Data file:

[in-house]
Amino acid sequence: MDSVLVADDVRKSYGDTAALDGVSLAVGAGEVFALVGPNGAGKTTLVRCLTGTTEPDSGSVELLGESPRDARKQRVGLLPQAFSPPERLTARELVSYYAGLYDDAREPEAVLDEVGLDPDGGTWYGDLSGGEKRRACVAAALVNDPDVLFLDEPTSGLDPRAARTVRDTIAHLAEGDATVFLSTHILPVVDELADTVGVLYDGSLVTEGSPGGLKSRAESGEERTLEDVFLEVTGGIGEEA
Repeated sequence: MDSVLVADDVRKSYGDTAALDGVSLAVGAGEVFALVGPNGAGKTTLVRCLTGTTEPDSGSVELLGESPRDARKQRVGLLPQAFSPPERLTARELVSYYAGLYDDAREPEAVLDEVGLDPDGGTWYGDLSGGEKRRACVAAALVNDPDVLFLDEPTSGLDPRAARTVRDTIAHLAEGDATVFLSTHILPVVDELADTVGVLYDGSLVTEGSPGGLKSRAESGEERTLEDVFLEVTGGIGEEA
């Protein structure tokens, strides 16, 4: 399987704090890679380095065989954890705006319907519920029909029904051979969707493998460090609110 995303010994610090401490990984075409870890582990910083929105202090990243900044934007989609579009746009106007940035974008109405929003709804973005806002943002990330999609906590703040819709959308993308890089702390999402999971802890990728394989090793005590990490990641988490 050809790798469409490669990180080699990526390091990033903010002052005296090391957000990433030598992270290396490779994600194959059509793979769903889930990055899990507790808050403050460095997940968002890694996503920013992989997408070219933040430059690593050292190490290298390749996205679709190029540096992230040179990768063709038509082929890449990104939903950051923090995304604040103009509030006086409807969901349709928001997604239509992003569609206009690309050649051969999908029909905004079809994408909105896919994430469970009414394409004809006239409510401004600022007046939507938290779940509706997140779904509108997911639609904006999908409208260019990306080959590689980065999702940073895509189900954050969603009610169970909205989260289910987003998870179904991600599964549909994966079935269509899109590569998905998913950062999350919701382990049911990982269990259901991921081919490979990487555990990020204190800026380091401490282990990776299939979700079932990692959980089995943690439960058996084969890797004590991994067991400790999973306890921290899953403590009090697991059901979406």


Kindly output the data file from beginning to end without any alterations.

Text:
[in-house]
Amino acid sequence: MDSVLVADDVRKSYGDTAALDGVSLAVGAGEVFALVGPNGAGKTTLVRCLTGTTEPDSGSVELLGESPRDARKQRVGLLPQAFSPPERLTARELVSYYAGLYDDAREPEAVLDEVGLDPDGGTWYGDLSGGEKRRACVAAALVNDPDVLFLDEPTSGLDPRAARTVRDTIAHLAEGDATVFLSTHILPVVDELADTVGVLYDGSLVTEGSPGGLKSRAESGEERTLEDVFLEVTGGIGEEA
Repeated sequence: MDSVLVADDVRKSYGDTAALDGVSLAVGAGEVFALVGPNGAGKTTLVRCLTGTTEPDSGSVELLGESPRDARKQRVGLLPQAFSPPERLTARELVSYYAGLYDDAREPEAVLDEVGLDPDGGTWYGDLSGGEKRRACVAAALVNDPDVLFLDEPTSGLDPRAARTVRDTIAHLAEGDATVFLSTHILPVVDELADTVGVLYDGSLVTEGSPGGLKSRAESGEERTLEDVFLEVTGGIGEEA
């Protein structure tokens, strides 16, 4: 399987704090890679380095065989954890705006319907519920029909029904051979969707493998460090609110 995303010994610090401490990984075409870890582990910083929105202090990243900044934007989609579009746009106007940035974008109405929003709804973005806002943002990330999609906590703040819709959308993308890089702390999402999971802890990728394989090793005590990490990641988490 050809790798469409490669990180080699990526390091990033903010002052005296090391957000990433030598992270290396490779994600194959059509793979769903889930990055899990507790808050403050460095997940968002890694996503920013992989997408070219933040430059690593050292190490290298390749996205679709190029540096992230040179990768063709038509082929890449990104939903950051923090995304604040103009509030006086409807969901349709928001997604239509992003569609206009690309050649051969999908029909905004079809994408909105896919994430469970009414394409004809006239409510401004600022007046939507938290779940509706997140779904509108997911639609904006999908409208260019990306080959590689980065999702940073895509189900954050969603009610169970909205989260289910987003998870179904991600599964549909994966079935269509899109590569998905998913950062999350919701382990049911990982269990259901991921081919490979990487555990990020204190800026380091401490282990990776299939979700079932990692959980089995943690439960058996084969890797004590991994067991400790999973306890921290899953403590009090697991059901979406």